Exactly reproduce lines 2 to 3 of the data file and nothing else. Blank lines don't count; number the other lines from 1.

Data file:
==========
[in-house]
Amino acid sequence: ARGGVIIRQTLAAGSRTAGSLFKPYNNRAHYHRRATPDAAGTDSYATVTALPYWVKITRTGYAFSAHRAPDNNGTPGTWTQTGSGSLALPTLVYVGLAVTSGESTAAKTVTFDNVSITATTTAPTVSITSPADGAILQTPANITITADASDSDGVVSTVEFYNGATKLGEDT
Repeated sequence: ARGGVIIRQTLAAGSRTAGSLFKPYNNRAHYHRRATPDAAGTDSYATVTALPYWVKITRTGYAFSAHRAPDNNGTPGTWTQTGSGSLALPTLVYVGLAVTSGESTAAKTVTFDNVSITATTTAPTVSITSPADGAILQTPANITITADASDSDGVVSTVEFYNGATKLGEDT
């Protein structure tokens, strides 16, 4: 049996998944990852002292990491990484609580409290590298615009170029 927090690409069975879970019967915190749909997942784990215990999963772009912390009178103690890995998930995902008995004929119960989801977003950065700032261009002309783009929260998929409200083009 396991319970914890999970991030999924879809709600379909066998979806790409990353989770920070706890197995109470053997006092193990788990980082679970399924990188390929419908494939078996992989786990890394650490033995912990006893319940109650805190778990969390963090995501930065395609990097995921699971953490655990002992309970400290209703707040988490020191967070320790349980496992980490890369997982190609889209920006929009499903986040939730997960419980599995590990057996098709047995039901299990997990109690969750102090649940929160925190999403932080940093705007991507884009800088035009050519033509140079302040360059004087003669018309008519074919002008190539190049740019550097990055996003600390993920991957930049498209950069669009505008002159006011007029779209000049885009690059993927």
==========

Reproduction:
Amino acid sequence: ARGGVIIRQTLAAGSRTAGSLFKPYNNRAHYHRRATPDAAGTDSYATVTALPYWVKITRTGYAFSAHRAPDNNGTPGTWTQTGSGSLALPTLVYVGLAVTSGESTAAKTVTFDNVSITATTTAPTVSITSPADGAILQTPANITITADASDSDGVVSTVEFYNGATKLGEDT
Repeated sequence: ARGGVIIRQTLAAGSRTAGSLFKPYNNRAHYHRRATPDAAGTDSYATVTALPYWVKITRTGYAFSAHRAPDNNGTPGTWTQTGSGSLALPTLVYVGLAVTSGESTAAKTVTFDNVSITATTTAPTVSITSPADGAILQTPANITITADASDSDGVVSTVEFYNGATKLGEDT